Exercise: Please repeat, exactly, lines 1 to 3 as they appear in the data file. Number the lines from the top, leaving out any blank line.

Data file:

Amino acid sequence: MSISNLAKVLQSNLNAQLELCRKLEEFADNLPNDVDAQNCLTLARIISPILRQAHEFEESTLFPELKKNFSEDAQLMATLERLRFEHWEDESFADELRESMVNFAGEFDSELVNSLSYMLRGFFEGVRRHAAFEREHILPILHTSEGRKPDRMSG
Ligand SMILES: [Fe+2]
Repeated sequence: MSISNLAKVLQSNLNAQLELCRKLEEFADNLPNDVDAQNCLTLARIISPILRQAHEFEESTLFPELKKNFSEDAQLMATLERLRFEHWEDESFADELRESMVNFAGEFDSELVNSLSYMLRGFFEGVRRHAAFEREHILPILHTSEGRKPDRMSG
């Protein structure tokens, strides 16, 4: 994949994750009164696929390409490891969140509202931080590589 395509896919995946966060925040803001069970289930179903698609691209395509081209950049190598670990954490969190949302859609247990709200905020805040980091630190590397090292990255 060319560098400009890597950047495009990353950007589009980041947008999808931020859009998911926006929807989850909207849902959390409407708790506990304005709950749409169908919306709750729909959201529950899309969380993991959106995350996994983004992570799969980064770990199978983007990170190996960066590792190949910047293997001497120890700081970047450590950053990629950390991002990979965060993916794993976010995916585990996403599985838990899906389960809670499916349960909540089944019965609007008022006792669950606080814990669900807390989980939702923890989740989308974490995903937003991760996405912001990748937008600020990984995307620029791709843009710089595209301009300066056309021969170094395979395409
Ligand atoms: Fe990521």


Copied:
Amino acid sequence: MSISNLAKVLQSNLNAQLELCRKLEEFADNLPNDVDAQNCLTLARIISPILRQAHEFEESTLFPELKKNFSEDAQLMATLERLRFEHWEDESFADELRESMVNFAGEFDSELVNSLSYMLRGFFEGVRRHAAFEREHILPILHTSEGRKPDRMSG
Ligand SMILES: [Fe+2]
Repeated sequence: MSISNLAKVLQSNLNAQLELCRKLEEFADNLPNDVDAQNCLTLARIISPILRQAHEFEESTLFPELKKNFSEDAQLMATLERLRFEHWEDESFADELRESMVNFAGEFDSELVNSLSYMLRGFFEGVRRHAAFEREHILPILHTSEGRKPDRMSG